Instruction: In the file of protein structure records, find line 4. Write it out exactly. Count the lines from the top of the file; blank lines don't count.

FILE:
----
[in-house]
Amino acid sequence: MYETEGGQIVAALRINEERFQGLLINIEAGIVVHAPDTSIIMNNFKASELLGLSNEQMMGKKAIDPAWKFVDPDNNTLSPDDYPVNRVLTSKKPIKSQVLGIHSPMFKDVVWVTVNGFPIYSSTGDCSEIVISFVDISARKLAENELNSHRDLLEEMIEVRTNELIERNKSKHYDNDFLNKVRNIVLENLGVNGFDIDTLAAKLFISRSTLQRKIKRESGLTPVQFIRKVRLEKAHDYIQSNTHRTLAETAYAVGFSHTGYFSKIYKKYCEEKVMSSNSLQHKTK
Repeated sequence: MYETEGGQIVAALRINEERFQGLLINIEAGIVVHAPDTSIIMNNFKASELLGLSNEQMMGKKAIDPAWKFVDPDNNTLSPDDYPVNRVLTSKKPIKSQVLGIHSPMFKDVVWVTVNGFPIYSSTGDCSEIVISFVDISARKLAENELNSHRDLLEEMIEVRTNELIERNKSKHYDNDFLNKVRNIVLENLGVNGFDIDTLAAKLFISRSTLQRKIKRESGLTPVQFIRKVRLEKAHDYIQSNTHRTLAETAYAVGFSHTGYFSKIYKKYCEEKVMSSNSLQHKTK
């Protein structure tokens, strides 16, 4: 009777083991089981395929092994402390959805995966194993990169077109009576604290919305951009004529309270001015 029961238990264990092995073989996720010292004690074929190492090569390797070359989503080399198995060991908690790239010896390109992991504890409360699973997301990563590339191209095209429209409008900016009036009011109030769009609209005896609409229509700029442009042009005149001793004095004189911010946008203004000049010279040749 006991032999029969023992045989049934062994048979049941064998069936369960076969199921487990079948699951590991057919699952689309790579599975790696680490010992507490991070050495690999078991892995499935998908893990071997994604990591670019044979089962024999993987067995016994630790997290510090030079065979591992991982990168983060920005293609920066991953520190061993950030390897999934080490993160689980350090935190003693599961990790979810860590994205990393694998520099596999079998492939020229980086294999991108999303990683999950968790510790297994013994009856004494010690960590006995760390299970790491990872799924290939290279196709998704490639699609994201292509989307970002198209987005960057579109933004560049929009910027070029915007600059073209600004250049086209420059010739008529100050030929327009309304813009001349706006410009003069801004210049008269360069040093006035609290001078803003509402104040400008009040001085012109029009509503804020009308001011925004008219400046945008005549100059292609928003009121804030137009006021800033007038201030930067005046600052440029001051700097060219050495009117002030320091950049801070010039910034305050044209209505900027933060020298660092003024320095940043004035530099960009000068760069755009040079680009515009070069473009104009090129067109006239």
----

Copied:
């Protein structure tokens, strides 16, 4: 009777083991089981395929092994402390959805995966194993990169077109009576604290919305951009004529309270001015 029961238990264990092995073989996720010292004690074929190492090569390797070359989503080399198995060991908690790239010896390109992991504890409360699973997301990563590339191209095209429209409008900016009036009011109030769009609209005896609409229509700029442009042009005149001793004095004189911010946008203004000049010279040749 006991032999029969023992045989049934062994048979049941064998069936369960076969199921487990079948699951590991057919699952689309790579599975790696680490010992507490991070050495690999078991892995499935998908893990071997994604990591670019044979089962024999993987067995016994630790997290510090030079065979591992991982990168983060920005293609920066991953520190061993950030390897999934080490993160689980350090935190003693599961990790979810860590994205990393694998520099596999079998492939020229980086294999991108999303990683999950968790510790297994013994009856004494010690960590006995760390299970790491990872799924290939290279196709998704490639699609994201292509989307970002198209987005960057579109933004560049929009910027070029915007600059073209600004250049086209420059010739008529100050030929327009309304813009001349706006410009003069801004210049008269360069040093006035609290001078803003509402104040400008009040001085012109029009509503804020009308001011925004008219400046945008005549100059292609928003009121804030137009006021800033007038201030930067005046600052440029001051700097060219050495009117002030320091950049801070010039910034305050044209209505900027933060020298660092003024320095940043004035530099960009000068760069755009040079680009515009070069473009104009090129067109006239």